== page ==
A friend of mine, a hydrologist doing actual hydrology, simplified something I’ve been thinking about. He said when his work crosses over to the environmental field it’s like a vacation. There’s no charts or data to analyze. It’s simply check-the-box, compliance, and explaining. “There’s no real science anymore.” That’s the line that hit me. Although I refer to myself as an environmental scientist, I’d been thinking about how I do little actual science. Then he said it. “There’s no real science left in the environmental field.” Bam! He’s right, from a certain point of view. Is science gone from the environmental field? Continue reading
I am asked some version of this question or need to explain it nearly every month. What makes hazardous waste hazardous? Is this hazardous waste? What’s in hazardous waste?
The answer provided here isn’t intended for an environmental professional or hazardous material manager. It is for everyone else. No regulations, no citations, and nothing technical. Actually, I know a lot of environmental professionals who don’t work in the hazmat/waste field who would benefit from this. If you want the technical definitions and regulations, you can get them here from the EPA.
I’ve found that people have a generic, catch-all perspective that hazardous waste is all the “toxic stuff we have to throw out”. It is not a generic term. It has very specific characteristics and determinations.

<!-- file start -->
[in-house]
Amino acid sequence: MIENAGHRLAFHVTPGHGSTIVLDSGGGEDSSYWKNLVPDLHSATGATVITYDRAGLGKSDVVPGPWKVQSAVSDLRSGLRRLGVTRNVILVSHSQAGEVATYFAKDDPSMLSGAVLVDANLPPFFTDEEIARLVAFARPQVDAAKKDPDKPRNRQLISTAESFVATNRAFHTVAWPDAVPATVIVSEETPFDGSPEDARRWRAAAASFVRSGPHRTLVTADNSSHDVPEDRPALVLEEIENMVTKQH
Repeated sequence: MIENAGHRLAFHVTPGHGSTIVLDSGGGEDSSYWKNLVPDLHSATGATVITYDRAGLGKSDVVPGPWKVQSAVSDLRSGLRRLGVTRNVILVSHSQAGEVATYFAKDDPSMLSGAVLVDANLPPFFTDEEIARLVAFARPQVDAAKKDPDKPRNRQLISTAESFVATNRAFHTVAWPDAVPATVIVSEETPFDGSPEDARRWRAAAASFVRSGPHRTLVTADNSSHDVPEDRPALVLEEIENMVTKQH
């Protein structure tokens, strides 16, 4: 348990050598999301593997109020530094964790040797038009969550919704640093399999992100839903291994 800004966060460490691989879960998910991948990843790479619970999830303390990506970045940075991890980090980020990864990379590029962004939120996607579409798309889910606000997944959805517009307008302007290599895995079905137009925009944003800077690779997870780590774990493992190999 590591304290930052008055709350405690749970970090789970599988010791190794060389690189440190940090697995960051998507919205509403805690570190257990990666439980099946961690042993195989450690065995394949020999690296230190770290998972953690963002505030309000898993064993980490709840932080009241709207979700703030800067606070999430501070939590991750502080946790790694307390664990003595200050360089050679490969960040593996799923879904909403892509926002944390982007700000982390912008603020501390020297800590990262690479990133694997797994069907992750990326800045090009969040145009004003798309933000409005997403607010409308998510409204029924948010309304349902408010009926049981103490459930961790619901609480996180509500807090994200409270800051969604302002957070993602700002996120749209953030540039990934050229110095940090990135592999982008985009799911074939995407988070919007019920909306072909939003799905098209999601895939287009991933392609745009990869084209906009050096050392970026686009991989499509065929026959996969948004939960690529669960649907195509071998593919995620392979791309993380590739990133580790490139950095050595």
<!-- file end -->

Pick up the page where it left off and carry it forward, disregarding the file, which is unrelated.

Q: What is hazardous waste? Continue reading
Why is the EPA hazardous waste characteristic concentration for lead 5 mg/l or greater?
Lead is a poisonous metal and exposure to it, mainly through ingestion or inhalation, can do a long list of harm to your body – nervous system, brain, kidneys, weakness, reduced cognitive ability, and more. There’s decades of research and evidence about the toxicity of lead. That is why the EPA has determined that wastes containing a certain amount of lead are considered hazardous waste.
Let’s hear it directly from the EPA: If lead in the leaching solution is present at a concentration greater than or equal to 5 mg/l (or parts-per-million – ppm), the waste would be considered to be hazardous, and would be required to be managed as a hazardous waste.
But why 5 mg/l? Why not 100 mg/l, which is the level for barium? Why not 1 mg/l, which is cadmium? How did the EPA determine that 5 mg/l is the threshold level? That less than that leaching out of product in a landfill is not as hazardous? I could ask the same about the levels of any of the hazardous waste toxins, but lead is the one I think about.
The answer has to do with ingestion of lead from drinking water derived from groundwater or surface water sources. The maximum contaminant level (MCL) for lead in our drinking water is 50 ug/l. To determine the level for hazardous wastes, the MCL is multiplied by a 100-fold dilution attenuation factor to come up with the level of 5 mg/l. Apparently in some cases dilution is the solution to pollution.
It’s not the prettiest answer, but it is a technical question, which don’t usually have pretty answers. The summary answer is that lead is poisonous and the EPA has to set a limit that is “safe”. They have determined a level that protects the public based on history of lead poisoning, the science of the breakdown of lead, our consumption of contaminated water, and most certainly the review by policymakers and industry.
The best part is that we have identified a toxic threat to our health, taken steps to reduce our exposure, and we are a healthier, happier, and safer society due to the drastic reduction of lead. Read this for great article about how reducing lead in our environment has reduced crime.